Flu vaccine may not be very effective this winter, health officials advise doctors
This year’s flu vaccine may not be as effective against the predominant influenza strain that is circulating this flu season, which tends to cause more severe illness than other strains, U.S. public health officials are warning.
Influenza A (H3N2) has emerged as the dominant virus this flu season in both Canada and the United States, according to the Public Health Agency of Canada (PHAC) and the U.S. Centers for Disease Control (CDC).
However, 52 per cent of the H3N2 virus samples collected from U.S. patients were “antigenically different,” meaning they had “drifted,” from the H3N2 component in this year’s flu vaccine, the CDC says.
This means that while about half of the virus strains circulating in the U.S. are well-matched to this year’s vaccine, about half are not.
“They are different enough that we are concerned that protection from vaccination against the drifted H3N2 viruses may be lower than we usually see,” CDC director Dr. Tom Frieden told reporters during a teleconference Thursday morning.
In past seasons, when the predominant flu viruses have been antigenically different, there tends to be a decrease in the vaccine’s effectiveness, the agency said in an advisory to doctors.
“However, vaccination has been found to provide some protection against drifted viruses. Though reduced, this cross-protection might reduce the likelihood of severe outcomes such as hospitalization and death.”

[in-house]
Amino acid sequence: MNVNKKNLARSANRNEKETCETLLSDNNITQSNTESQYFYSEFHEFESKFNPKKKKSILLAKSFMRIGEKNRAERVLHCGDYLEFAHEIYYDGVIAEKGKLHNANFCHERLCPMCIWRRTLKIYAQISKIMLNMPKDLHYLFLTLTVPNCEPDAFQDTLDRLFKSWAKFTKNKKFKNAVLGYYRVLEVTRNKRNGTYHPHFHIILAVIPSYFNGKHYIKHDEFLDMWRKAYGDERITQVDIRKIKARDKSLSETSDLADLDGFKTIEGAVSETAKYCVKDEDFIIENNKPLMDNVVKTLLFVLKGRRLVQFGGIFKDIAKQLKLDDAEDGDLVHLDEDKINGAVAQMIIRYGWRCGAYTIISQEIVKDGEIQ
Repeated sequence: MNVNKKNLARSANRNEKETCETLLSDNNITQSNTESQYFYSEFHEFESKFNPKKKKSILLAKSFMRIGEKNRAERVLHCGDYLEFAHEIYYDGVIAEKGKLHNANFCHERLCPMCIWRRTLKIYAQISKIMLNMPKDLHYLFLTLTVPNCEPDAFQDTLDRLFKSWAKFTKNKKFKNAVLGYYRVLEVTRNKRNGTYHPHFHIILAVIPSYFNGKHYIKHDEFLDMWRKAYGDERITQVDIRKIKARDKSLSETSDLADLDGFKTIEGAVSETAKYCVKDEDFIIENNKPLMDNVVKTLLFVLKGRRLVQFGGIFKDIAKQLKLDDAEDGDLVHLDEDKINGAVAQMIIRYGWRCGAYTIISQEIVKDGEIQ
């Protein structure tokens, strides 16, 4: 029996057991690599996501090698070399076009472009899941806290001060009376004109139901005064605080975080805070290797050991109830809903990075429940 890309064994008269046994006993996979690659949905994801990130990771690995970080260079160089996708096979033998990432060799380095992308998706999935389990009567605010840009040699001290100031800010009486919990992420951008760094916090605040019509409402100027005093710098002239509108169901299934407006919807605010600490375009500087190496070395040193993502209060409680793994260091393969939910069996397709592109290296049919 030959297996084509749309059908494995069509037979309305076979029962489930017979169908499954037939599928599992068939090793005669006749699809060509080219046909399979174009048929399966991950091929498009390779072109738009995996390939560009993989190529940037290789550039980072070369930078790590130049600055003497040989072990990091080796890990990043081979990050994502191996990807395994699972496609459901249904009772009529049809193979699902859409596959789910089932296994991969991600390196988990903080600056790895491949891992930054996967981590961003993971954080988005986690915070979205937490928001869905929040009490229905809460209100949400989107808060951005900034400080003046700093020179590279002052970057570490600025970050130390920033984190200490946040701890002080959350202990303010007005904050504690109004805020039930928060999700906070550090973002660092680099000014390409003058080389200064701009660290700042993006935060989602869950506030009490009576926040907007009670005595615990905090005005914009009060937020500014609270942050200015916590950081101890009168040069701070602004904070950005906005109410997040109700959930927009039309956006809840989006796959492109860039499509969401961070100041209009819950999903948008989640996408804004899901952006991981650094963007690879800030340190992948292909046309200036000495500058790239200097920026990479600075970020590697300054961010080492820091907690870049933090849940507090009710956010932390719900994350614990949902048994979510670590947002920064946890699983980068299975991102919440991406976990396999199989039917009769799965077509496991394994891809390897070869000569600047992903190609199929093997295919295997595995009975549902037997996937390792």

The flu tends to be more severe during seasons when H3N2 viruses dominate. Rates of hospitalization and death can be “twice as high or more” during these seasons, Frieden said.
Patients with diabetes, asthma, heart or lung disease, and women who are pregnant are also at higher risk of developing severe illness during an H3N2 season, he said.
A spokesperson for PHAC told CTVNews.ca that he would confirm whether Canadian flu data matches the concerns coming out of the U.S.
According to the latest PHAC FluWatch report, H3N2 is the most common type of influenza that is affecting Canadians. However, there is no mention of whether the strain detected in Canada has drifted.
The vaccine will still offer protection against other influenza strains that have not drifted, such as the H1N1 virus and the influenza B virus, the CDC advised.
However, the agency is recommending that doctors also prescribe antiviral medications such as Tamiflu at the first signs of illness in patients.
The flu season can be unpredictable, Frieden noted, and different virus strains may become more dominant as the season goes on.